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Eyewitness to the refugee crisis: a visit to 'The Jungle'
In November I visited the Calais refugee camp known as 'the Jungle'. I travelled with the impressive Calais Refugee Solidarity Bristol convoy which consisted of lorries carrying supplies, three minibuses of volunteers and a car of coordinators. The group raised an amazing £10,000 in the run up to the mission.
While in Calais I spent time working at a distribution centre. It's here that donations for the camp are delivered and sorted by volunteers.
Right-wing media outlets like the Daily Mail consistently give the impression that the average person is hostile to refugees.
The best antidote to this myth is a visit the distribution centre.
The sight of mountains of donations being sorted by an army of volunteers paints a very different picture. It's only thanks to the generosity of the general public sending these donations that it's possible to feed and clothe a whole community of poverty-stricken refugees.
My final day in Calais was spent preparing food parcels. Part of the work entailed joining a small team to deliver supplies to the camp itself. Visiting 'the Jungle' was one of the most surreal things I've ever done. One moment you're driving though a modern European town, the next you've turned the corner into an impoverished tent city.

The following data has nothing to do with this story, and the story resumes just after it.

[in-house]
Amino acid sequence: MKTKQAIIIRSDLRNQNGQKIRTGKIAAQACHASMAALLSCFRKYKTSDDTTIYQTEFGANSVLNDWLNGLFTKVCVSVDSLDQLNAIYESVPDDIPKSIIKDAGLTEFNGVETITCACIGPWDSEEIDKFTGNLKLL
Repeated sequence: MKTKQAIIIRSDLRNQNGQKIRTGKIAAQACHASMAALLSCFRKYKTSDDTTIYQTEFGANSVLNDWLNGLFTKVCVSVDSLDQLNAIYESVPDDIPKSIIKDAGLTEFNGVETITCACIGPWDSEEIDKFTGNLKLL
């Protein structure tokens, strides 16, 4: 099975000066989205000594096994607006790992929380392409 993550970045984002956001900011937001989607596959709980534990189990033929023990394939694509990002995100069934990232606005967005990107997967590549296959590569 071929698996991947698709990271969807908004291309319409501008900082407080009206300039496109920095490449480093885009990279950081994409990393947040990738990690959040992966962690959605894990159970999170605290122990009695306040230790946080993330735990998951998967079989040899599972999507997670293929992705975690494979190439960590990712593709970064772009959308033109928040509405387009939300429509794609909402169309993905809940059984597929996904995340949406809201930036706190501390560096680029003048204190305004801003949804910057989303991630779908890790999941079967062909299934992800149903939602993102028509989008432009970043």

It was emotional to see a little girl come running out and give the volunteer I was with a hug. Within seconds of opening the boot of the van a giant line formed.
Despite the desperate situation in the camp we received 'thank yous' and smiles when we handed out packages. Even though the van was filled with food parcels we ran out within minutes. It was deeply upsetting when we had to leave without everyone having been fed.
Sadly, the British government has been consistently unwilling to help refugees despite having contributed to the current crisis through its actions in Iraq and Afghanistan.
In 2014 Britain shockingly pulled out of the search and rescue missions which helped to prevent migrants and refugees drowning in the Mediterranean. And when the crisis hit the headlines the British government simply offered to reinforce French border controls by donating the metal fence used to protect the Newport NATO Summit.
'The Jungle' is home to 6,000 people. It would be perfectly feasible for Britain to offer the right to asylum and a home to all these individuals. It is a condemnation of the Tories and their 'British values' that they have not done so. An infinitesimal amount of effort would be required to address the issue of the Calais camp.
Throughout Europe activists must force governments to address this burning issue and demand that some of the billions of pounds that slosh around the European Union are spent on shelter and sanctuary for those trekking across the continent.